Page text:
Chapter

Jonson’s Cosmetic Ritual

Farah Karim-Cooper

in Cosmetics in Shakespearean and Renaissance Drama

Published by Edinburgh University Press

Published in print July 2006 | ISBN: 9780748619931
Published online March 2012 | e-ISBN: 9780748652204 | DOI: http://dx.doi.org/10.3366/edinburgh/9780748619931.003.0005
Jonson’s Cosmetic Ritual

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This chapter clarifies that although Ben Jonson is morally opposed to women who paint their faces, he too appropriates the materials and metaphors of cosmetic adornment to serve his own dramatic purposes. Additionally, it argues that in Jonson's two comedies, painted faces, cosmetic recipes and prosthetic women are not only the objects contained within, but are also the subjects of the dramatic action, because cosmetics are crucial to the satire of Epicoene and to the staging of Wittipol's trick in The Devil is an Ass. Jonson's incorporation of the cosmetics debate into his drama has a classical precedence. Jonson's linguistic inclusion of cosmetic ingredients into his dramatic language and his requirement for cosmetic materiality on the stage, though satirically motivated, celebrates, paradoxically, the cultural diversity of the cosmetics industry, its geographical pervasiveness and its usefulness to the industry of playing.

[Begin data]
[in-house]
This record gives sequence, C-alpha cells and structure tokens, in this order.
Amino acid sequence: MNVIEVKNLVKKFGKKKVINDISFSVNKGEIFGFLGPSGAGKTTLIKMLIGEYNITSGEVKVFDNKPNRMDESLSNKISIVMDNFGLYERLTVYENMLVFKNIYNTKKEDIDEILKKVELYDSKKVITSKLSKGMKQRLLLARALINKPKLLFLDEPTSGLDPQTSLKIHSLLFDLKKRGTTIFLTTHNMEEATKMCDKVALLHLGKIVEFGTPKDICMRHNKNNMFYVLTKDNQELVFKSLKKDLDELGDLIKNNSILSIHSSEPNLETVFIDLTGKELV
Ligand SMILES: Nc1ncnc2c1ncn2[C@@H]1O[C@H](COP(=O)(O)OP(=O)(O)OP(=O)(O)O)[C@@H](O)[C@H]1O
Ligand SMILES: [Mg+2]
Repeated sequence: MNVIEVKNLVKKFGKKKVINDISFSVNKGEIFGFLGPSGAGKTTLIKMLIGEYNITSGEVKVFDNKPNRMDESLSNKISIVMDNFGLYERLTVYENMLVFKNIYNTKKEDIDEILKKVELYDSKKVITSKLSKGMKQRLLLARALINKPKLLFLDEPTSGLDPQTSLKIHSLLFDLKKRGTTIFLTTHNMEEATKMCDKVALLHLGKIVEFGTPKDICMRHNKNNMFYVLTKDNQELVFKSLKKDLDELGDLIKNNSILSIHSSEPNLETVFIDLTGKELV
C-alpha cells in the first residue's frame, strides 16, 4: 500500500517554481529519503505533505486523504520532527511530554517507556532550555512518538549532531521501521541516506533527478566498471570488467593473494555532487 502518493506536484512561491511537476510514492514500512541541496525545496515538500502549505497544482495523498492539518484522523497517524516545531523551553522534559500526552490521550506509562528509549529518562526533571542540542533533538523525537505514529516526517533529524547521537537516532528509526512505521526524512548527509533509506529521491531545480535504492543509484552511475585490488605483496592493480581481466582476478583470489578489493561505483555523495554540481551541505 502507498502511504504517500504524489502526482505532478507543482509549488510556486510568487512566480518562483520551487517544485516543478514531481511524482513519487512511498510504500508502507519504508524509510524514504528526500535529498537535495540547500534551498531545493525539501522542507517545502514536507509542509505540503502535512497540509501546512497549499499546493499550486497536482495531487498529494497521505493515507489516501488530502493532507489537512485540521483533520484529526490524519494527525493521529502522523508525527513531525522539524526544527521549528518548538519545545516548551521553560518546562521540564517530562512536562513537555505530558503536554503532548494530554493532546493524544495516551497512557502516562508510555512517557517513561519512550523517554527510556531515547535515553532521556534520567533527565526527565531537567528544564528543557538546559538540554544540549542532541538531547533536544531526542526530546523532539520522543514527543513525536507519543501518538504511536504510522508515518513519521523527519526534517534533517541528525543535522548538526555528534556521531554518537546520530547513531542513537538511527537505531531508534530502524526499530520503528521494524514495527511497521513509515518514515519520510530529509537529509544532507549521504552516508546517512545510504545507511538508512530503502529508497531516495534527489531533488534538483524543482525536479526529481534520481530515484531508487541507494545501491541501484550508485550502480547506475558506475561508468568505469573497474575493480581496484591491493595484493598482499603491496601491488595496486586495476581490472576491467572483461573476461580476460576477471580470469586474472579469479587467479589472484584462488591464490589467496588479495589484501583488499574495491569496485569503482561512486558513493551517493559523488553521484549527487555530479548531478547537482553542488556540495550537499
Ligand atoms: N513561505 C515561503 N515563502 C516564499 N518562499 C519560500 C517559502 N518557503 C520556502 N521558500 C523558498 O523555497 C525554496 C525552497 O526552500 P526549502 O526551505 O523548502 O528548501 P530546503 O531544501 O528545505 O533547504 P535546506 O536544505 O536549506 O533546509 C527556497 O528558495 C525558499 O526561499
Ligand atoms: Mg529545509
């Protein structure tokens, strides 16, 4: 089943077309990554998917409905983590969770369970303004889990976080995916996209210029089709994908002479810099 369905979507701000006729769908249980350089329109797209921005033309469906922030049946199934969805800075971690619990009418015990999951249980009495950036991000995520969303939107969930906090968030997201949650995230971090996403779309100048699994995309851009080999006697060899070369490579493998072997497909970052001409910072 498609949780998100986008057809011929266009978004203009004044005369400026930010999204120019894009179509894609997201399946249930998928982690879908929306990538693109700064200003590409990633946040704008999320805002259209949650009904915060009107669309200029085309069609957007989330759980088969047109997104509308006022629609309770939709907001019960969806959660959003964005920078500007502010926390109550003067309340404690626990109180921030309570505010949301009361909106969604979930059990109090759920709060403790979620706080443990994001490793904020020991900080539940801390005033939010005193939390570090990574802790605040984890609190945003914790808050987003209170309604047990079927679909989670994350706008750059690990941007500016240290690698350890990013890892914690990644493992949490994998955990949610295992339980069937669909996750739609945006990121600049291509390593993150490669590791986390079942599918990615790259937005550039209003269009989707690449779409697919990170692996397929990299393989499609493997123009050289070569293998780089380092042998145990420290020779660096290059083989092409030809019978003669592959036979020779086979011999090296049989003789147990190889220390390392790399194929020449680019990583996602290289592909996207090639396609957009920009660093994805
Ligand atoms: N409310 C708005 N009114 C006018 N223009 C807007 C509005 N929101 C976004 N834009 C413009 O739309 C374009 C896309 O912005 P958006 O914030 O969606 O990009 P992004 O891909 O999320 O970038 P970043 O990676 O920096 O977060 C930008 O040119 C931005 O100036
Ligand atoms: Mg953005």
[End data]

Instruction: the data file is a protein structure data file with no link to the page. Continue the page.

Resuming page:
Keywords: cosmetics; Ben Jonson; Epicoene; Devil; dramatic language; painted faces; cosmetic recipes; prosthetic women

Chapter.  8967 words. 

Subjects: Shakespeare Studies and Criticism

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